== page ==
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Man Injured While Eating Ice Cream Not Entitled to New Trial

May 17, 2016

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A recent New Jersey court examined the applicability of the doctrine of “res ipsa loquitor” in a personal injury case. In the case of <em><a href="http://www.judiciary.state.nj.us/opinions/a1451-14.pdf">Lukmann v. Wenesco Restaurant d/b/a Wendy’s</a>,</em> the plaintiff sued for personal injuries after he bit into a coin while eating a dessert from Wendy’s.  The ice cream dessert from Wendy’s was served in a cup with a plastic dome that had an opening of two inches in diameter into which a utensil could be inserted.  After purchasing the dessert and receiving $.89 in change, the plaintiff walked to a nearby movie theater, and ate the dessert towards the end of the movie.  While eating the ice cream, he allegedly felt an object hit the front of his teeth as he bit down, causing a sharp pain and injury.
The case proceeded to trial, and plaintiff requested that the judge include a “res ipsa loquitur” charge to the jury.  Res Ipsa Loquitur is a doctrine that infers negligence from the very nature of an accident or injury, in the absence of direct evidence of defendant’s actions.  The Judge denied the request, noting that the res ipsa rule could not be invoked since it was not shown that the instrumentality causing the injury was within the control of the defendant at the time of the mishap.  The jury returned a verdict of no cause of action, and the plaintiff’s complaint was dismissed.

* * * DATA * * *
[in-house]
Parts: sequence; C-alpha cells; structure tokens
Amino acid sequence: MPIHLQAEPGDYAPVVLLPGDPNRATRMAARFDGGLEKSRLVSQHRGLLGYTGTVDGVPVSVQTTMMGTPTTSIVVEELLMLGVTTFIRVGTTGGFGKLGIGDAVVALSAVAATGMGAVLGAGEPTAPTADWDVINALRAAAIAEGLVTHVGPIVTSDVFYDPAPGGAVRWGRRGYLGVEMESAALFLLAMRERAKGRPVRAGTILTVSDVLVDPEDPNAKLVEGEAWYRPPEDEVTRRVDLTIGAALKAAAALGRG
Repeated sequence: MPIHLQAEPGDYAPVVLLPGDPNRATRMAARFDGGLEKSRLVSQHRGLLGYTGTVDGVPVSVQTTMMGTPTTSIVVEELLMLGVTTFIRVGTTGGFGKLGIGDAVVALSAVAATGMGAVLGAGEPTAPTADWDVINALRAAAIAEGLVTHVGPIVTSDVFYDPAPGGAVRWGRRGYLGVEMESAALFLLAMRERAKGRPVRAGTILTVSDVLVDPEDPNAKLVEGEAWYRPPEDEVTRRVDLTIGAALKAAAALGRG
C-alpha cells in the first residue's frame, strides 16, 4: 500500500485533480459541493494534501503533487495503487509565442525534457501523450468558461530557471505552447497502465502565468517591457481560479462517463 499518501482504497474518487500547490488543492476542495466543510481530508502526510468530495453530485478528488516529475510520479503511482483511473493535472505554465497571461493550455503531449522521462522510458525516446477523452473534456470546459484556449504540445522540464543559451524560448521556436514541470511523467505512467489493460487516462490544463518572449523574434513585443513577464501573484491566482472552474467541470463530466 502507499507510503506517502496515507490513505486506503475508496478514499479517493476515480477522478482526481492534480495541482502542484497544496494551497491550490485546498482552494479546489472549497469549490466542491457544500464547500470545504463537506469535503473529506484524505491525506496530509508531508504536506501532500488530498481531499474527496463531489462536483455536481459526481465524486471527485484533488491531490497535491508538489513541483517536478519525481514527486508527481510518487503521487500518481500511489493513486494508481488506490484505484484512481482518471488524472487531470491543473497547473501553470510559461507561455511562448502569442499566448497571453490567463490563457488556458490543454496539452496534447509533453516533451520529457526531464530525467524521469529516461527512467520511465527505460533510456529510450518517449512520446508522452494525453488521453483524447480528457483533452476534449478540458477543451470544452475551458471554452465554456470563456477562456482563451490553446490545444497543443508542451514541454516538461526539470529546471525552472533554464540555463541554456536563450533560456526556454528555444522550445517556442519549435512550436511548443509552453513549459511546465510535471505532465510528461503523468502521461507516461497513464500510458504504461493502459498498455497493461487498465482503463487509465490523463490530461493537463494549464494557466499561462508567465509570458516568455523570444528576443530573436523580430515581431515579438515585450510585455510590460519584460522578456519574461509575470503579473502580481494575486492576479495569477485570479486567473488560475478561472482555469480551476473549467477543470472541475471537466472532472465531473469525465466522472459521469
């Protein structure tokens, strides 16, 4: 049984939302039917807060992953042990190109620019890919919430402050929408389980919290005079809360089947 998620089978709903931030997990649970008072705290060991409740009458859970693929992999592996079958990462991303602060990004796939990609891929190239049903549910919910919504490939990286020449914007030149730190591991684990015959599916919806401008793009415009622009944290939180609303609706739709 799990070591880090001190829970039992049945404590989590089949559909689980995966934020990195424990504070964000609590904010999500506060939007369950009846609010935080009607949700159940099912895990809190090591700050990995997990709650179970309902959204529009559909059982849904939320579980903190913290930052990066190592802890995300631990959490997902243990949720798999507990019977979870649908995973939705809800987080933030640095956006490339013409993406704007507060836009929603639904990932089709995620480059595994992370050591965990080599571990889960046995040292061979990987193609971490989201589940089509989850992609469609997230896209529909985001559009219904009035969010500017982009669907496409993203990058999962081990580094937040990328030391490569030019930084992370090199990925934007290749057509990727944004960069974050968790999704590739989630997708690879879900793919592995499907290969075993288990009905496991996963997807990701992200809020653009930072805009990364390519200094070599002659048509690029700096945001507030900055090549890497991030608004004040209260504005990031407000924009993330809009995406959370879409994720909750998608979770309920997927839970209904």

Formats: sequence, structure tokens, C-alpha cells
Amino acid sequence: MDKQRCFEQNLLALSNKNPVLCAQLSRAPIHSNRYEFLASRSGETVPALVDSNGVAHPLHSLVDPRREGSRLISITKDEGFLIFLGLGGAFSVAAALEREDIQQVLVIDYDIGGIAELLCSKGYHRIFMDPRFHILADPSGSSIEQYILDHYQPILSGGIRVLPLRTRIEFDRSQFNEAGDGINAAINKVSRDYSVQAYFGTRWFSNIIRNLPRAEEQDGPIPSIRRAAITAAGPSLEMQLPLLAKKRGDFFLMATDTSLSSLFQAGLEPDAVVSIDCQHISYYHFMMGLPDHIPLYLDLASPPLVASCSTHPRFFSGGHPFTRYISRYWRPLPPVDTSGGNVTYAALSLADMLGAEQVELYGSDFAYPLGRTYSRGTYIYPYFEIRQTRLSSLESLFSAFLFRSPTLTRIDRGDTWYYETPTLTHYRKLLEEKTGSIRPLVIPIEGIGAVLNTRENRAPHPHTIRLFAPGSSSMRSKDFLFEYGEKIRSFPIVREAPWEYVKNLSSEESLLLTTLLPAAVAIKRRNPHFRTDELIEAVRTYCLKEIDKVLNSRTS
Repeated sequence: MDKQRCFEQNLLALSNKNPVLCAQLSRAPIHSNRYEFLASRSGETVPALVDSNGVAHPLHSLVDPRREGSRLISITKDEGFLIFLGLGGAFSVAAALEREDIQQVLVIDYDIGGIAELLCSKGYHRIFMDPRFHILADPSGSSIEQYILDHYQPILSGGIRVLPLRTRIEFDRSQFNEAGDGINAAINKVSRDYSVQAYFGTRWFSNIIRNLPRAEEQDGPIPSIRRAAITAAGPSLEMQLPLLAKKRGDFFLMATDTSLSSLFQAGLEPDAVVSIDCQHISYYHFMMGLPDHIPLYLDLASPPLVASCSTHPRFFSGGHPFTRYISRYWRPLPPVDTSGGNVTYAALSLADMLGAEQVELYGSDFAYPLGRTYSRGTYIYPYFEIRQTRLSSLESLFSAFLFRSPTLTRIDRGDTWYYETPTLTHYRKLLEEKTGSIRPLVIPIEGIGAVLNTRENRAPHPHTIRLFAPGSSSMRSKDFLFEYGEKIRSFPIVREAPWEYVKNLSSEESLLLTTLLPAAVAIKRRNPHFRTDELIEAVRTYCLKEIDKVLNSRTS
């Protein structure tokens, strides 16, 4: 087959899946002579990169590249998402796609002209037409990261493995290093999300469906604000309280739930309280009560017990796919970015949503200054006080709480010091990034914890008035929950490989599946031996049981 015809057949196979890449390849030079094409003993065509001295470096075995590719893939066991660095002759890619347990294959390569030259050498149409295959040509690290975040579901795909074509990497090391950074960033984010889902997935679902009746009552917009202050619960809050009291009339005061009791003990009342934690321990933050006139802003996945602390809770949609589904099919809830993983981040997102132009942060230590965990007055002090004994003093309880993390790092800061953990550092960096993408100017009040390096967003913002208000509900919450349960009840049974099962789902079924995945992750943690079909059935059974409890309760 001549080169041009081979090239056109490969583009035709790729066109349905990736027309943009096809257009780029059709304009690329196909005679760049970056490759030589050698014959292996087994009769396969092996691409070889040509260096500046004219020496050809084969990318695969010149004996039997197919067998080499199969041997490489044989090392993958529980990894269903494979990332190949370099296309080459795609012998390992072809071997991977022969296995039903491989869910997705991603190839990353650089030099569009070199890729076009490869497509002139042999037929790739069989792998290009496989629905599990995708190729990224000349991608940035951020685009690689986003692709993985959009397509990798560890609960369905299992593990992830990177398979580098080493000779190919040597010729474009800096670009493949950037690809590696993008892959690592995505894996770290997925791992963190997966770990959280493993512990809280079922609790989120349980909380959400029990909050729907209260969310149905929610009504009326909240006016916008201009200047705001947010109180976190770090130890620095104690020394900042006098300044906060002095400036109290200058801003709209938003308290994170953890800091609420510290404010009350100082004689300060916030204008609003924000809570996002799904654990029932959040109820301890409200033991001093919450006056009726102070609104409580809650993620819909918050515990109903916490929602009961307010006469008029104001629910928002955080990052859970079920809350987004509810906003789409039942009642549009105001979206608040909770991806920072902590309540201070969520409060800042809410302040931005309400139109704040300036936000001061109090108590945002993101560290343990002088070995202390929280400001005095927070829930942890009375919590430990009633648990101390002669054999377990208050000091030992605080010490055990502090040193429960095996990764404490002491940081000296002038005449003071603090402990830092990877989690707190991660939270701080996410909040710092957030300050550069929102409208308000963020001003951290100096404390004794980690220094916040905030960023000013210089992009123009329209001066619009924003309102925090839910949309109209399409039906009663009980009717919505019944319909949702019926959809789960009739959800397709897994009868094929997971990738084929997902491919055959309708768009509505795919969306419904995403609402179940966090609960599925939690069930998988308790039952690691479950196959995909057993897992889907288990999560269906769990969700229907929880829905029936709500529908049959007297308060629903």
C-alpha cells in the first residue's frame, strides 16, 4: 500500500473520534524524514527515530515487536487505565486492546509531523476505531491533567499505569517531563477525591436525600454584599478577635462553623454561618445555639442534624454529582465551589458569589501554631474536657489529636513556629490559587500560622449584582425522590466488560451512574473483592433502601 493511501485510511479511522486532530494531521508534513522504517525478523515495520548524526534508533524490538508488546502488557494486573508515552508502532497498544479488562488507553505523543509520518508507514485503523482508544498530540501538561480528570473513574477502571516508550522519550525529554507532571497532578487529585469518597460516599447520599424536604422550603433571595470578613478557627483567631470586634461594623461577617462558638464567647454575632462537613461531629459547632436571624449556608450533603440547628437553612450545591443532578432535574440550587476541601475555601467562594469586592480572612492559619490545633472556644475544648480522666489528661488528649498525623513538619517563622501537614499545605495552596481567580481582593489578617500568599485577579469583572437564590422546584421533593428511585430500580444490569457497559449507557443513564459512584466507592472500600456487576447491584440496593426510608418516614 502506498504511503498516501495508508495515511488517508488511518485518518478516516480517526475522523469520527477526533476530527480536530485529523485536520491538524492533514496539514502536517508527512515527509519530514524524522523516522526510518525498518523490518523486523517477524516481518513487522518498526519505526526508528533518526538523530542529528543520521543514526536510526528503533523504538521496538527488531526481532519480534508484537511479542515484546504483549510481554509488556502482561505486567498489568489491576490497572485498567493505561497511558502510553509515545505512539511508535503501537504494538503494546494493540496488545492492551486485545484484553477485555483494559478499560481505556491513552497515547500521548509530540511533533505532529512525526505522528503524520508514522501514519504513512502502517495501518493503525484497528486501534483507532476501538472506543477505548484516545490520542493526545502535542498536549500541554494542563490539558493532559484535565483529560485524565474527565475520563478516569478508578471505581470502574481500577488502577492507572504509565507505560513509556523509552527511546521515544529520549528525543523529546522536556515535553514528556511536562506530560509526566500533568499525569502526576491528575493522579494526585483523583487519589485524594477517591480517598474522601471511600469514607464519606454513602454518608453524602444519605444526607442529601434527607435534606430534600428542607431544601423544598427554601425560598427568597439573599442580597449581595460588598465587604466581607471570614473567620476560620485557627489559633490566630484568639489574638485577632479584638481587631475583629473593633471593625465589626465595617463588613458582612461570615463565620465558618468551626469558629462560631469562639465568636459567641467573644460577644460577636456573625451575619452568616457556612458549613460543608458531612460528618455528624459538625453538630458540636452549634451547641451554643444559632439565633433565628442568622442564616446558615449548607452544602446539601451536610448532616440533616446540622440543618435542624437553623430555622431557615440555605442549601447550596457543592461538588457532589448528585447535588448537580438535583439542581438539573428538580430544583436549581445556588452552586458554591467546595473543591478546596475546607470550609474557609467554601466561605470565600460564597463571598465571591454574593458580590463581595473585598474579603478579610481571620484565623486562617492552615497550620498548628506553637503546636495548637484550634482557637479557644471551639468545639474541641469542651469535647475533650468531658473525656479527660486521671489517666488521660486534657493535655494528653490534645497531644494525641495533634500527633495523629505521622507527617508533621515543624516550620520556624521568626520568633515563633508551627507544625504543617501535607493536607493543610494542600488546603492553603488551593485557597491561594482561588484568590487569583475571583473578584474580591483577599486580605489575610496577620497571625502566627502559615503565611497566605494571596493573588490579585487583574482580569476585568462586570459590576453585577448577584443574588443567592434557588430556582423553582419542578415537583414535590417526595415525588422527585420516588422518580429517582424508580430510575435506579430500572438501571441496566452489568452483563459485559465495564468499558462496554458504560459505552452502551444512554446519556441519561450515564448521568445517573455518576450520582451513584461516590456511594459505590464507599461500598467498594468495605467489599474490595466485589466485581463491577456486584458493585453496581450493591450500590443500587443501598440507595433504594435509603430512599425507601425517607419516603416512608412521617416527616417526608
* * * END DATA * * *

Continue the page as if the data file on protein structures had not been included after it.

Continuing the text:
Plaintiff appealed, arguing that the judge erred in not charging the jury with res ipsa loquitur. The Appellate Court noted that the dessert was not in the exclusive control of the defendant, and there was sufficient evidence to infer negligence on behalf of the plaintiff himself, including undisputed evidence that he received change after purchasing the ice cream, which could have fallen into the dessert.  Accordingly, the Appellate Court upheld the trial judge’s decision, and the jury verdict was upheld.    This case shows that the res ipsa loquitor doctrine can only be used when specific elements are met.  A defendant should always seek to overcome a res ipsa jury instruction if the object causing the injury was outside of the defendant’s exclusive control.
Thanks to Heather Aquino for her contribution to this post.
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